The Consumer Financial Protection Bureau is a "rogue agency," unaccountable for its wide-ranging actions and must be overhauled, Rep. Jeb Hensarling, R-Texas, told CNBC on Thursday.
"We have set up, basically, a dictator," Hensarling told "Squawk on the Street."
"Now, some would argue he's a benevolent dictator, but no person in America, particularly an unelected person, should have the power, unilaterally, to decide what credit cards should go in our wallet, whether or not we can have a mortgage, and whether or not, if we like our banker, we can keep her," the House Financial Services chairman continued.
The CFPB had no immediate response to CNBC's request for comment.
The bureau was created in 2010 as part of the Dodd-Frank reform put in place by the Obama administration as a response to the financial crisis.
The bureau's stated mission is "to make consumer financial markets work for consumers, responsible providers, and the economy as a whole" and to "protect consumers from unfair, deceptive, or abusive practices and take action against companies that break the law," according to its website.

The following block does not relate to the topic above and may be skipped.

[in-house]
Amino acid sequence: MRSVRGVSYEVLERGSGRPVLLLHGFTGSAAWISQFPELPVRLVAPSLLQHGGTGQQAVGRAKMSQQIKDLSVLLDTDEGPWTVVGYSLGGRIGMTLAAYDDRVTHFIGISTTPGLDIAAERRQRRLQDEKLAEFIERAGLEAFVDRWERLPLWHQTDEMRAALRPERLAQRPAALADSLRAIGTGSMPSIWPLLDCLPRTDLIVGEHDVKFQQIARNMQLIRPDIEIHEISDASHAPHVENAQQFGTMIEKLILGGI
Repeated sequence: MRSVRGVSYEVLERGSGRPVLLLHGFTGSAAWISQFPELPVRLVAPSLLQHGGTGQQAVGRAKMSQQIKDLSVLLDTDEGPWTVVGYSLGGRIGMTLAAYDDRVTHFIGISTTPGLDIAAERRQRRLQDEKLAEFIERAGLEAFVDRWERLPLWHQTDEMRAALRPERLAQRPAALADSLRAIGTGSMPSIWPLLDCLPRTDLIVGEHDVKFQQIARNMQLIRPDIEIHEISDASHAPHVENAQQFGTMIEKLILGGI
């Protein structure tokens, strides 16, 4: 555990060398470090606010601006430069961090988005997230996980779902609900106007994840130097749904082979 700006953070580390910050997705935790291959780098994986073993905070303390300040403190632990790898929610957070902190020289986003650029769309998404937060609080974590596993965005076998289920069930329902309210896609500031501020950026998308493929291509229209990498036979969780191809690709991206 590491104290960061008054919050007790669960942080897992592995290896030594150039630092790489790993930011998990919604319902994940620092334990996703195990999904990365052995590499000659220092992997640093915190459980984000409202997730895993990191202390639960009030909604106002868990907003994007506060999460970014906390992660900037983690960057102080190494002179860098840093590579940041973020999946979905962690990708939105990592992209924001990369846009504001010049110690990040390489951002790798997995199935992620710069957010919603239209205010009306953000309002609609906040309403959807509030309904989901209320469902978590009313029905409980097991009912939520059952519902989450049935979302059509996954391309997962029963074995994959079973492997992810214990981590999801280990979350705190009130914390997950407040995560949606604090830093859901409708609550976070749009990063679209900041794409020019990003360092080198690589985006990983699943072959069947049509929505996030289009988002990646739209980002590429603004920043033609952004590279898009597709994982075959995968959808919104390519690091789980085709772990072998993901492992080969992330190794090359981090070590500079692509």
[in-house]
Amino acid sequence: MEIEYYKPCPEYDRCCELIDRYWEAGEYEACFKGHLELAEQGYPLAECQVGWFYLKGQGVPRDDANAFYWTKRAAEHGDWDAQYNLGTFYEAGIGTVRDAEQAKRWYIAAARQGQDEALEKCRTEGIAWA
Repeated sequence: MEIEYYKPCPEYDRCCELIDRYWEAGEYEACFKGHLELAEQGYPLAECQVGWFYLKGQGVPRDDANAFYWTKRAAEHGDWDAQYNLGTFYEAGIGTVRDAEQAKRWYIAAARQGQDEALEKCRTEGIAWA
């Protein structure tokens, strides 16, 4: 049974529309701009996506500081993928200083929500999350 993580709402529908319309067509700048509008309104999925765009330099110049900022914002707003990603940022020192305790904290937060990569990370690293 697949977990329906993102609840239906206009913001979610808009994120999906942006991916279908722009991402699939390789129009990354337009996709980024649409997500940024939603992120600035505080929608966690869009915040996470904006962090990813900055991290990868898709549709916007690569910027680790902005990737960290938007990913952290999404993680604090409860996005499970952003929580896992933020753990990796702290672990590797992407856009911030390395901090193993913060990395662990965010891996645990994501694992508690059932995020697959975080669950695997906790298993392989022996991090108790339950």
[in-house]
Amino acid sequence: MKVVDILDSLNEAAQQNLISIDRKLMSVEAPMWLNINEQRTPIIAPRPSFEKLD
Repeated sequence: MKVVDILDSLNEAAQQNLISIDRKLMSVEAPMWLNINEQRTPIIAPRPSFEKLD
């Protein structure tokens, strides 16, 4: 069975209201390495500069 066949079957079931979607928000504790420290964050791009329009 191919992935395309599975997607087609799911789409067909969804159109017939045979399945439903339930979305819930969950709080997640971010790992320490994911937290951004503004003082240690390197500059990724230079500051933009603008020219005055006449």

Hensarling acknowledged the importance of consumer financial protection but insisted that the CFPB is harmful because it answers to no one but itself.
"I'm not offended by having consumer financial protection in one agency, but not an agency that is unaccountable to the president, unaccountable to Congress, unaccountable to the courts, unaccountable to the American people," Hensarling said.
On Tuesday, Sen. Ted Cruz, R-Texas, and Texas Rep. John Ratcliffe introduced a
"We would be derelict in our duty if we didn't do something about it," Hensarling contended. "And Senator Cruz's plan is certainly a valid plan, and that is simply get rid of it and start over."
Hensarling said that there are several options Congress can pursue to ensure that consumer safety remains a priority.
"One of the options we can look at is rolling our federal consumer protection enforcement into the Federal Trade Commission," another independent agency aimed at protecting consumers, Hensarling said.
Other options Hensarling cited included incorporating the CFPB's duties into that of the Office of the Comptroller of the Currency, the Federal Deposit Insurance Corporation or the Federal Reserve.
"[The CFPB] is damaging the most important consumer protection there is, and that is competitive, innovative, transparent markets that give Americans the freedom of choice," Hensarling said. "And so it has got to either be done away with [or] it's got to be functionally reformed and taken care of."